Whether to Treat Government Employee as “Public Official” May Depend More on Job Description Than Actual Job Performance

Appearances can be deceiving. But in terms of analyzing whether a particular government employee should be treated as a “public official” for purposes of asserting a defamation claim, appearances may make all the difference in whether a plaintiff will be required to show malice or merely negligence. Horne v. WTVR was a case based on a claim of implied defamation that I wrote about back in 2017. As noted in my earlier blog post, the case ended with a directed verdict in favor of WTVR, because the trial court deemed Ms. Horne a public official and found insufficient evidence of malice to justify allowing a jury to consider the claim. Ms. Horne appealed that ruling, and on June 18, 2018, the Fourth Circuit Court of Appeals affirmed. In doing so, it elaborated on what it means to be a “public official” in Virginia.

If the plaintiff in a defamation case is a public official, he cannot “recover[] damages for a defamatory falsehood relating to his official conduct unless he proves that the statement was made with ‘actual malice’―that is, with knowledge that it was false or with reckless disregard of whether it was false or not.” (New York Times Co. v. Sullivan, 376 U.S. 254, 279–80 (1964)). This is significant, because private plaintiffs are only required to establish negligence to succeed on a defamation claim–a much lower threshold.

The U.S. Supreme Court has held that the “public official” designation applies “at the very least to those among the hierarchy of government employees who have, or appear to the public to have, substantial responsibility for or control over the conduct of governmental affairs.” (Rosenblatt v. Baer, 383 U.S. 75, 85 (1966)). Many prior cases that grappled with the issue of whether to subject a particular government employee to the malice standard simply looked to whether the employee held a sufficiently high position within the government; i.e., a position involving substantial power and control. The Fourth Circuit, however, emphasized that what was truly important was appearances: even if actual power and control are lacking, apparent substantial responsibility can be enough to make one a public official for purposes of a defamation claim.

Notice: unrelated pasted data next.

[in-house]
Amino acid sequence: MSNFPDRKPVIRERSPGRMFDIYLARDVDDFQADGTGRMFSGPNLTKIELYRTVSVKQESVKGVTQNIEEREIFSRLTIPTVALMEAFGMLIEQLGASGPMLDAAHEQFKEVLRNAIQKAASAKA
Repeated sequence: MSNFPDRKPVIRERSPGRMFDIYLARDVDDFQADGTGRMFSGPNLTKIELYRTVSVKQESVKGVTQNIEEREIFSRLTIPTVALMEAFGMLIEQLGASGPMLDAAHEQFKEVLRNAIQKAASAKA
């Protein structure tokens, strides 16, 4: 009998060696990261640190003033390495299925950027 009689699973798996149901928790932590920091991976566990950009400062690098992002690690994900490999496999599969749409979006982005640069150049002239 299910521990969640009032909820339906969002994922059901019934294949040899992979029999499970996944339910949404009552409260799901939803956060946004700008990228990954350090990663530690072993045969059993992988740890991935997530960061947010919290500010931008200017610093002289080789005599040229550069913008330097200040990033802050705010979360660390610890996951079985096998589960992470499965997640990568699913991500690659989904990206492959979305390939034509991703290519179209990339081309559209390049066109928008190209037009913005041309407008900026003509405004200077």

In Horne v. WTVR, Ms. Horne’s title was Director of Budget & Finance for the Prince George County School Board. That certainly sounds like a high-level position involving the handling of Other People’s Money. Ms. Horne, however, argued that her actual job duties were a lot less impressive than the title. She said she lacked substantial responsibility or control over governmental affairs because she did not actually make decisions about how to spend county dollars but merely performed an administrative role in carrying out the budget created by the superintendent and the school board. She also pointed out that she never actually performed several tasks reflected in her written job description.

The court found that appearances were more important than the tasks she actually performed. In determining whether a plaintiff has apparent substantial responsibility, courts examine whether “the public has an independent interest in the qualifications and performance of the person who holds it, beyond the general public interest in the qualifications and performance of all government employees….” (See Rosenblatt, 383 U.S. at 86). In other words, the court wrote, to find apparent authority, “[t]he employee’s position must be one which would invite public scrutiny and discussion of the person holding it, entirely apart from the scruting and discussion occasioned by the particular charges in controversy.”